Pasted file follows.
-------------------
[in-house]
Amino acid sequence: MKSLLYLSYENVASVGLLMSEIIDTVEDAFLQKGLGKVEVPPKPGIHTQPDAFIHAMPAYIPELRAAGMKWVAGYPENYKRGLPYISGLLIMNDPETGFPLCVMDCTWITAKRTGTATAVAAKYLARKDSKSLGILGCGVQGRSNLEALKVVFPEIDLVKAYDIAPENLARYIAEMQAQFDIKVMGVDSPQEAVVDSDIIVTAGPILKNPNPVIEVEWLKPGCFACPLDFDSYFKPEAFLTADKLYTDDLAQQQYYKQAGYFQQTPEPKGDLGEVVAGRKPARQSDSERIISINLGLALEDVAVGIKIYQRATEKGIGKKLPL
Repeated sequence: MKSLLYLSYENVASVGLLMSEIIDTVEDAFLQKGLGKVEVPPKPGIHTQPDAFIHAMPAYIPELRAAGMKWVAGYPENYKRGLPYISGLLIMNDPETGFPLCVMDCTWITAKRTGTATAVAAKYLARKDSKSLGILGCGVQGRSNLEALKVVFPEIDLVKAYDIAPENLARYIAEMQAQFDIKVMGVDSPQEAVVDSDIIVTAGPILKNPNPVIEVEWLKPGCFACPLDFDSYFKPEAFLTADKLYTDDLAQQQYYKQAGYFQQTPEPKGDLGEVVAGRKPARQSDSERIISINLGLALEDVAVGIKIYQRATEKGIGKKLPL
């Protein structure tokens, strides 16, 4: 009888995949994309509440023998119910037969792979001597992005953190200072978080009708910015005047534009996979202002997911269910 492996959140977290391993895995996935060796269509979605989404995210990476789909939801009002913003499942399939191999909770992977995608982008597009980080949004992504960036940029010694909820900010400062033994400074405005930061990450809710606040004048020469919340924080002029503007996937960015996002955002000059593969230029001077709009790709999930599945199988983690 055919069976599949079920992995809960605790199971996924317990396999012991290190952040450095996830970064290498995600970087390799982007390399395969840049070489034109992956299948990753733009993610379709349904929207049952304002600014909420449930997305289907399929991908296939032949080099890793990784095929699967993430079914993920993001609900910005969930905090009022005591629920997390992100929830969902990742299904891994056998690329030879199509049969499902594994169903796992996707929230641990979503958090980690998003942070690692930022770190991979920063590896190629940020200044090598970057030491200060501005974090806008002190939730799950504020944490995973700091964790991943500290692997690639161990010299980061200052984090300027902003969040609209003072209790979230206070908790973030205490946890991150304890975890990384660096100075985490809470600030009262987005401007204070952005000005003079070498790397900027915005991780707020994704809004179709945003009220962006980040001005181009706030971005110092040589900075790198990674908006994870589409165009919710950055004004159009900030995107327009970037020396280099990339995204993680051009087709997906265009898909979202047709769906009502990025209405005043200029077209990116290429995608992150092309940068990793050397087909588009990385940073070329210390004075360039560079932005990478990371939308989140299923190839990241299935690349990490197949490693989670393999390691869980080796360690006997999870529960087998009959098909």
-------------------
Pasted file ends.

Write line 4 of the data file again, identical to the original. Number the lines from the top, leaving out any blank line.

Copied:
């Protein structure tokens, strides 16, 4: 009888995949994309509440023998119910037969792979001597992005953190200072978080009708910015005047534009996979202002997911269910 492996959140977290391993895995996935060796269509979605989404995210990476789909939801009002913003499942399939191999909770992977995608982008597009980080949004992504960036940029010694909820900010400062033994400074405005930061990450809710606040004048020469919340924080002029503007996937960015996002955002000059593969230029001077709009790709999930599945199988983690 055919069976599949079920992995809960605790199971996924317990396999012991290190952040450095996830970064290498995600970087390799982007390399395969840049070489034109992956299948990753733009993610379709349904929207049952304002600014909420449930997305289907399929991908296939032949080099890793990784095929699967993430079914993920993001609900910005969930905090009022005591629920997390992100929830969902990742299904891994056998690329030879199509049969499902594994169903796992996707929230641990979503958090980690998003942070690692930022770190991979920063590896190629940020200044090598970057030491200060501005974090806008002190939730799950504020944490995973700091964790991943500290692997690639161990010299980061200052984090300027902003969040609209003072209790979230206070908790973030205490946890991150304890975890990384660096100075985490809470600030009262987005401007204070952005000005003079070498790397900027915005991780707020994704809004179709945003009220962006980040001005181009706030971005110092040589900075790198990674908006994870589409165009919710950055004004159009900030995107327009970037020396280099990339995204993680051009087709997906265009898909979202047709769906009502990025209405005043200029077209990116290429995608992150092309940068990793050397087909588009990385940073070329210390004075360039560079932005990478990371939308989140299923190839990241299935690349990490197949490693989670393999390691869980080796360690006997999870529960087998009959098909």